|press release / information|
Wednesday January 13, 1999
SOM-MUT, a new initiative from HUM-MOLGEN
With the arrival of a new year, we are pleased to offer a new service to the genetics and clinical community. HUM-MOLGENhas developed a molecular diagnostic registry database (SOM-MUT) to offer on-line searches for laboratoriess offering molecular diagnostic tests for somatic mutations/alterations. This service is complementary and cross-linked to, but independent from, Helix (http://www.hslib.washington.edu/helix/), the registry for laboratories offering germ line mutations.
Please visit the general page of SOM-MUT
if you or your laboratory perform tests and are located in Europe or North America, take a moment to visit the data entry form ("New Lab Adhesion") and register the laboratory and the tests offered. If you experience problems in the registration process, please contact dr. Nenad Blau at firstname.lastname@example.org.
Finally we ask that you share this information with others at your institution, especially to those people who would be interested in searching the database and/or registering their laboratory and tests.
Carlo Gambacorti MD
Nenad Blau PhD
Monday January 27, 1997 - FOR IMMEDIATE RELEASE
INTERNET FORUM HUM-MOLGEN LOGS FOUR THOUSAND SUBSCRIBERS, ANNOUNCES MIRROR SITE AT ROCKEFELLER U.
The Human Molecular Genetics Network is proud to announce that HUM-MOLGEN, its electronic mailing list, has just added its four thousandth subscriber. This electronic list, which is the primary worldwide means for electronic exchange of information among researchers and others interested in human molecular genetics, now has subscribers from 64 different countries and more than 500 academic, commercial and government institutions.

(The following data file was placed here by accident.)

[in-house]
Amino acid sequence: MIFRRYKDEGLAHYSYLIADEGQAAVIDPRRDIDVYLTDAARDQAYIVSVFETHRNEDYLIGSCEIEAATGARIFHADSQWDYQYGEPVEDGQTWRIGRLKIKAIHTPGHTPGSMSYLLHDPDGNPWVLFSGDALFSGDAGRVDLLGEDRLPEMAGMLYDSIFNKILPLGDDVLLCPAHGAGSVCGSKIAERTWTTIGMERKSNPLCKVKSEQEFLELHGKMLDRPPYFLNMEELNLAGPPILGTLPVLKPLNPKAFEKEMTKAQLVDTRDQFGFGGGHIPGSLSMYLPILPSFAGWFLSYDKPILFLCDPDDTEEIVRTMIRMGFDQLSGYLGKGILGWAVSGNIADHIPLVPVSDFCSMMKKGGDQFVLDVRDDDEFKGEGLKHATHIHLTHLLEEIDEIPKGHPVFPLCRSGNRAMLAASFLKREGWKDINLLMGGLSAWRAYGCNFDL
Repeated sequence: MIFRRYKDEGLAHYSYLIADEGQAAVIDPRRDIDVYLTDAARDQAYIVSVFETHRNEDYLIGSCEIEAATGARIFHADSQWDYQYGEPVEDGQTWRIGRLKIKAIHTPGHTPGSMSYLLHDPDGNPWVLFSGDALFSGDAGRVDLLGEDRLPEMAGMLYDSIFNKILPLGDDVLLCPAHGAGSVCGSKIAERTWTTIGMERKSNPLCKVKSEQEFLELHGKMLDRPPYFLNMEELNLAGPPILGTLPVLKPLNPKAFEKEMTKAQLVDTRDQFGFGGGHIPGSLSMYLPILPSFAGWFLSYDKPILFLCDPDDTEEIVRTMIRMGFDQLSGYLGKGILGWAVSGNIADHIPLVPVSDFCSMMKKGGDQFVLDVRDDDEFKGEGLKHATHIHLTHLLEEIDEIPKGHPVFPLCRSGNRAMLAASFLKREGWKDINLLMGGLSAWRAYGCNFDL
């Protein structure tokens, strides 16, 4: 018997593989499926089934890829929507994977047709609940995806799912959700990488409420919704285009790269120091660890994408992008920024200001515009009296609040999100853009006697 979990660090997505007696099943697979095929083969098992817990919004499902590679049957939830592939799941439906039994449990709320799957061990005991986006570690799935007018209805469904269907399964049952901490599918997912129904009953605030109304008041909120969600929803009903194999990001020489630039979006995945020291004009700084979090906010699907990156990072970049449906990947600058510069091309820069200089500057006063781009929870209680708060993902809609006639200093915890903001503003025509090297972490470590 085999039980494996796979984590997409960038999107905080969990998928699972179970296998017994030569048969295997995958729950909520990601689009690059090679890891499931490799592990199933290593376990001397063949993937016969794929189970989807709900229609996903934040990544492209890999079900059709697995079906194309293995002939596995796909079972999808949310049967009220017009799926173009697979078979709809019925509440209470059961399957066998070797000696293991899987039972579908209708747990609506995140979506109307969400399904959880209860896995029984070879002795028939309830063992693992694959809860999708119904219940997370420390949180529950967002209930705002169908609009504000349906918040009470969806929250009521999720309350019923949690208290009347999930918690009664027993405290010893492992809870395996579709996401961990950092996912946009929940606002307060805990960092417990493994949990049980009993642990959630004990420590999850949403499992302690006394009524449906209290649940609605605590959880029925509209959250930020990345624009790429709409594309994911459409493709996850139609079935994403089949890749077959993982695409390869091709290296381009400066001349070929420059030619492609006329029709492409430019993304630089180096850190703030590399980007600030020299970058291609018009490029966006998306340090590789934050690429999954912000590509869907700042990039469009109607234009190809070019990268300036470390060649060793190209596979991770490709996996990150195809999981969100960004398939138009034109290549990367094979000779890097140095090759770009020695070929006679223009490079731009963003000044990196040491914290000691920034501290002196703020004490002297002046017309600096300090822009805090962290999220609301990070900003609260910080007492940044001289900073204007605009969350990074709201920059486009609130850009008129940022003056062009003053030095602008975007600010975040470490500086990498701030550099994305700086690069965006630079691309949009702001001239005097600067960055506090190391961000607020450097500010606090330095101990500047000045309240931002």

In addition, HUM-MOLGEN's world wide web site will now be more easily accessible by North and South American users through the opening of a mirror site at the Sun workstation computer of the Rockefeller University in New York City. HUM-MOLGEN's current site hosted by the University of Rostock Germany has also been upgraded.
The Human Molecular Genetics Network, which was founded by Dr. Arthur Bergen of the Netherlands Ophthalmic Research Institute in the Netherlands and Frank S. Zollmann of Rostock University two years ago, has experienced explosive growth in its mailing list, which at this time last year had 1700 subscribers. In addition, the world wide web site, which, among other achievements, is now the foremost source in the world for genetics-related job listings and the tables of contents of genetics journals, is presently hosting over 1,000 visitors a day. The network is run by a voluntary consortium of editors in the Netherlands, Italy, Germany, Singapore, and the United States.
"The truly amazing thing about HUM-MOLGEN," says Dr. Bergen, "is that a researcher or doctor anywhere in the world can virtually instantly ask for a consultation from thousands of possible sources. Just last week, we had a doctor from Belgium post an inquiry about the genetics of a rare disease and within a day we had responses from the U.S., Great Britain and Israel. Another inquiry from Brazil was responded to from Poland. And because most of our responses don't actually get posted to the entire mailing list, those are only the responses we know about."
HUM-MOLGEN counts many of the best known researchers in the world among its subscribers. One of them, Dr. Victor McKusick of Johns Hopkins University and editor of Mendelian Inheritance in Man recently said of HUM-MOLGEN, "It is terrific, a very valuable service"
For further information please contact:
Dr. Arthur Bergen, Phone: 020-566-4598, Fax: 020-691 6521
Hans Goerl, Phone: (301)733-0800, Fax: (301) 739-8020
Frank S. Zollmann, Phone: +49 30 8445-3901, Fax: +49 381 458-2005
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